THE ARAL SEA (Aral’skoye More) is one of the world’s largest lakes or inland seas. It is located to the east of the CASPIAN SEA in the Central Asian republics of Kazakhstan and Uzbekistan. The region is arid, with the Karakum Desert lying to the west of the Aral Sea and the Kyzylkum Desert to the east. The sea is shallow with no outlet; the water level is determined by the balance between loss from evaporation, input from rivers, groundwater, and precipitation. Its main source of water is two rivers: the Syr Darya (the ancient River Jaxartes) and the AMU DARYA (the ancient River Oxus), which rise in the foothills of the northern HIMALAYAN mountains.
During the last 3 million years, the lake has periodically flooded and experienced episodes of desiccation as the Earth has cooled and warmed. Recent changes are, however, the result of human activity, and the sea now has a negative water balance; that is, there is a net loss of water annually. This is mainly because the Amu Darya and Syr Darya are subject to considerable water extraction for irrigation. Consequently, the Aral Sea has shrunk in size, especially in the last 70 years as cotton production in Central Asia has intensified. Even in the last 40 years, the area of the Aral Sea has decreased by about 50 percent and its level has dropped by more than 56 ft (17 m). Almost 19.8 million acres (8 million hectares) of land in the region are now under irrigation, compared with only 7.4 million acres (2.9 million hectares) in 1900 and 12.4 million acres (5 million hectares) in 1960. Moreover, much irrigation is inefficient as water loss from the canal network is high through exposure of a large surface area of water that encourages evaporation. The Aral Sea is no longer one water body; its volume has decreased by two-thirds and since 2001 there have been three water bodies. The shoreline has decreased by 300 mi (480 km), isolating settlements from the water’s edge in salt desert.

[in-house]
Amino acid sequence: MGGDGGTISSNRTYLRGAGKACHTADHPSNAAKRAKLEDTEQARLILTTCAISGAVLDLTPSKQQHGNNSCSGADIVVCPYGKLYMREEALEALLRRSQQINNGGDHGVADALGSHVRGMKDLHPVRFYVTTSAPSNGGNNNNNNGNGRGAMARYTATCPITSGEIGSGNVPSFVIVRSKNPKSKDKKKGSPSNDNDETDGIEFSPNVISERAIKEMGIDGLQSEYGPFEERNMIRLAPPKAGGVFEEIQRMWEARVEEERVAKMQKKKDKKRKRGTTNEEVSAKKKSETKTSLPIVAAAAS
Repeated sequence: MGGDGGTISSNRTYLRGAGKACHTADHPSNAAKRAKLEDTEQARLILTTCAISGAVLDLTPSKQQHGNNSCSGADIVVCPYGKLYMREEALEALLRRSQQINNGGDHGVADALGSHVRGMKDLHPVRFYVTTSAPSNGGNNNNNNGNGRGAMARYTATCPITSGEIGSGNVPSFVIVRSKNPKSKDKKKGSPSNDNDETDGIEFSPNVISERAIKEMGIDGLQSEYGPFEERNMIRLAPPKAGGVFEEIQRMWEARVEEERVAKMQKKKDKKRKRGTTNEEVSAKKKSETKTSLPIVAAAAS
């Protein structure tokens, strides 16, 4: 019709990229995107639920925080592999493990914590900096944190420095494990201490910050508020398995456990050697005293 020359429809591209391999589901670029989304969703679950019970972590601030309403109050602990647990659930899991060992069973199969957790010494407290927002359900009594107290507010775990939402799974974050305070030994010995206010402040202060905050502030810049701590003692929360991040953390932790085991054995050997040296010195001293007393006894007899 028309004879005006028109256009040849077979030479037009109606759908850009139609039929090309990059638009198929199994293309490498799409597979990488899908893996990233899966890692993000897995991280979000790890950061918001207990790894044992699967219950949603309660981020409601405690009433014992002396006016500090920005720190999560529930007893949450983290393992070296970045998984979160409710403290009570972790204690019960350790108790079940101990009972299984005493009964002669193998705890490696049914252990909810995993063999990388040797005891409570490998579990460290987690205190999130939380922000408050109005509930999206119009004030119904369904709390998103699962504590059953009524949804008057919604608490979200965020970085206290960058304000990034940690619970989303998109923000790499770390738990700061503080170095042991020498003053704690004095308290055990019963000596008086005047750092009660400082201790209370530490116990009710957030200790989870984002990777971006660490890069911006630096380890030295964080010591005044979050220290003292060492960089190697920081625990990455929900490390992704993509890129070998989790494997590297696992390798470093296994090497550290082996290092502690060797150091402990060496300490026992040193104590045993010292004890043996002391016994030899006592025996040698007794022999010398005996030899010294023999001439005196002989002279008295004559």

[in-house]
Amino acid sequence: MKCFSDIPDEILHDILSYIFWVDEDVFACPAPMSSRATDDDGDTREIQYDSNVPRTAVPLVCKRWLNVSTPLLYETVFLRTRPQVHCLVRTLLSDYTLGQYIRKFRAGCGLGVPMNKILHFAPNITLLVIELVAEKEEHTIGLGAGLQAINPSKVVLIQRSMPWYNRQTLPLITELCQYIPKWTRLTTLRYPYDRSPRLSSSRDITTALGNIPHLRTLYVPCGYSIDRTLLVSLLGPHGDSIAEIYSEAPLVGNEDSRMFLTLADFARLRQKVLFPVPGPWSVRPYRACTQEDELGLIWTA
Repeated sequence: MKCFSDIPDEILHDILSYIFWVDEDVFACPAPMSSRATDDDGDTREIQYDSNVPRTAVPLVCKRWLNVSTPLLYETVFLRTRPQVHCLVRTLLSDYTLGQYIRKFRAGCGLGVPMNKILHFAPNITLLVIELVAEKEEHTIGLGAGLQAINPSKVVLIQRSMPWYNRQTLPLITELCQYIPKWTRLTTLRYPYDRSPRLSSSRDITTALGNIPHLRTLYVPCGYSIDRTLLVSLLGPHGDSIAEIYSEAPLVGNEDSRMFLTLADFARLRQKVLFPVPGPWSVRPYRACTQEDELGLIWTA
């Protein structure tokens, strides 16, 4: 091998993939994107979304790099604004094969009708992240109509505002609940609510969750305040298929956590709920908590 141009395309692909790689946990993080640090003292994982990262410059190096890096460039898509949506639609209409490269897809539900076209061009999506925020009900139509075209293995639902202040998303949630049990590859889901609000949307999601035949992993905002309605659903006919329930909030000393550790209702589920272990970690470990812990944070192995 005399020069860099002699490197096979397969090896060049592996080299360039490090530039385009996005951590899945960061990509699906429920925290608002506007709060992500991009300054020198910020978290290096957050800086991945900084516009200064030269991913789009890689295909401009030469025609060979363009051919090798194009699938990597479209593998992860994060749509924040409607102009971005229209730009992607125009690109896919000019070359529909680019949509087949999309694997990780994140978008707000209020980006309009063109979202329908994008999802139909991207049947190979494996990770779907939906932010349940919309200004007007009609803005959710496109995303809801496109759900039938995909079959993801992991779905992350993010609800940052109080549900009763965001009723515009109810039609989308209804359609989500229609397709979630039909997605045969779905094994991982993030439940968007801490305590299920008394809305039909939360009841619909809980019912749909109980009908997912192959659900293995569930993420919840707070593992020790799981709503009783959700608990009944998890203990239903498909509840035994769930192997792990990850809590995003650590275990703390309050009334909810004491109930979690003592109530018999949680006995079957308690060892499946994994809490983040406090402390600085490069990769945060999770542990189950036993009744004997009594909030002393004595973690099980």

Water quality has also altered as salinity and mineral content have increased, and wind-blown sediment is a problem. Fish and wildlife losses have ensued and no commercial fishing is possible; vegetation cover has diminished as fewer species can tolerate the harsh environment. Livelihoods based on fishing and hunting have disappeared.
Human health problems have also developed, partly because of poor water quality attributed to contamination with agricultural chemicals. Average life expectancy is only about 40 years, the rate of infant mortality is three to eight times higher than that in the United States, and rates of miscarriage are high, as are incidences of viral hepatitis and tuberculosis. Inevitably, there is rapid depopulation because of these adverse conditions. Since the demise of the Soviet Union, cotton production has declined but without much difference in water extraction. The outlook is not encouraging. The exploitation of oil and gas reserves in the region may exacerbate an already acute environmental situation.